Haji’s daughter Parvin is in love with her cousin, which is perfectly normal, except her dad is scheming to marry her off to a rich old guy! Young love that cannot be in this unjust world. Now, you might be asking, can their hopeless love be expressed in song form? Yes! Plus we got accordions!

When Haji’s daughter and long-suffering wife tries to chide him for being greedy or try to get some freedoms, he berates them and even smacks and slams his daughter’s head into a table. What a nice man. Parvin was slammed so hard she sings a sad song, largely to her caged bird, which is a metaphor you don’t need subtitles to get.

Haji’s assistant Ahmad is stressed out to the point that he’s dressing up in a fake beard and a turban and going to play wind instruments at night clubs (while a belly dancer does what her name implies!)

I guess they needed to film some time before we go to Hell, so we have a sequence where a guy attempts to rob Haji’s house. Ahmad sees him and sneaks into the house behind him. There is a sequence where in the darkness, the thief unknowingly sits on Ahmad’s lap, and every stack of money the thief puts in his pockets, Ahmad then takes out. The whole sequence plays out like a type of Marx bros comedy, complete with the thief wearing a hat and outfit similar to what Chico wears all the time. There is also a lot of “BoING” sound effects for the slower members of the audience who don’t know this is supposed to be funny.

Poor Haji, now he’s sick. Sick! And being rich can’t make the sick go away. So it’s time for Haji to go off to slumberland, and thus Shab Neshini Dar Jahanam kicks into high gear!

Haji awakens to the sound of disembodied laughter. A man materializes in his room. But not really a man. And he’s holding a scythe. And he has long, sharp clawed fingers. It’s DEATH!!! He teleports around the room to intimidate Haji, because that’s how Death rolls. The teleporting becomes disturbing and then psychedelic in nature with insane laughter and fly-eye effects. This is all before the 60s hippie revolution made these sorts of scenes mainstream. But it is interesting to see how a freakout scene is built with a similar layout to what came later.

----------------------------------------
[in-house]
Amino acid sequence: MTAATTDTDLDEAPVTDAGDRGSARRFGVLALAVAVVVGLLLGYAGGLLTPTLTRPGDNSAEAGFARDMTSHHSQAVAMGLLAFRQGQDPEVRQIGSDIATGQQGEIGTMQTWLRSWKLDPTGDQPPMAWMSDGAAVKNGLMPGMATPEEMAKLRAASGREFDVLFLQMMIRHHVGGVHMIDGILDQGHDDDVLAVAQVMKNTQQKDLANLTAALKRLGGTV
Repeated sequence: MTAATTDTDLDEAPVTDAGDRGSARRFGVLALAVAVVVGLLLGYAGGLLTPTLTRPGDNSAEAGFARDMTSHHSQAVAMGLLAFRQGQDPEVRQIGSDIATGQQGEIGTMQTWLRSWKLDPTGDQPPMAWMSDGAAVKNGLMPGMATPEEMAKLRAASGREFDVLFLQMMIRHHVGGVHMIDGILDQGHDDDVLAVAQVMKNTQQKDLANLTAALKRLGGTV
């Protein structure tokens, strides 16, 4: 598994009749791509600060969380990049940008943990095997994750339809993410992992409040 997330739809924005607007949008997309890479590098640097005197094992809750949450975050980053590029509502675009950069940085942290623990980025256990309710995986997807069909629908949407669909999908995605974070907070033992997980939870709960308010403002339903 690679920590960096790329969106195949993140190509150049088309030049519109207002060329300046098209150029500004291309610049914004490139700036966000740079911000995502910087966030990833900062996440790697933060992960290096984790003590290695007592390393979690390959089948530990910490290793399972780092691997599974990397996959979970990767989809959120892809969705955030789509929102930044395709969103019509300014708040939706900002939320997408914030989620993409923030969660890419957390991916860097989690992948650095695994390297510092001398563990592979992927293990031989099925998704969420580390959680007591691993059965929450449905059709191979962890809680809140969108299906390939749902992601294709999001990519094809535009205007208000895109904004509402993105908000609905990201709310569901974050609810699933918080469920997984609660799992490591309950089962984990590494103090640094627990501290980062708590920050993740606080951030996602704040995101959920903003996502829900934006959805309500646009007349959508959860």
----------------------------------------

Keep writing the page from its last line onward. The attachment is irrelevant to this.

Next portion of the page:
The freakout ends and Haji is in the middle of a forest. The film dips into The Wizard of Oz territory and has everyone he encounters be people he knows from life. First up is a weeping Tarzan guy and a Jungle Girl. The Tarzan is Parvin’s cousin, and he’s weeping because he cannot have the Jungle Girl, Parvin herself!

Haji continues wandering and runs across his assistant Ahmad, who shows him around the afterlife. There are impressive mountains and flames shooting into a lake of fire and Gothic architecture and giant bird statues…which looks very impressive, the only problem is the horrible quality copy of the film I have makes it so I can barely see the beauty of the set design! I don’t even know if a better version of this film still exists. Angelic voices on the soundtrack serve to give a false hope of Heaven, and also show the religious nature of what is being shown on screen. But we are not in Heaven, the only way to get into Heaven is via an impressive building that’s guarded by an Angel Lady, and she’s not too keen on Haji and Ahmad. She casts them away, and they must cross a very narrow bridge over a lake of fire to safety. They almost get all the way across, and then the Angel cuts the bridge and they fall and swing down into a cave.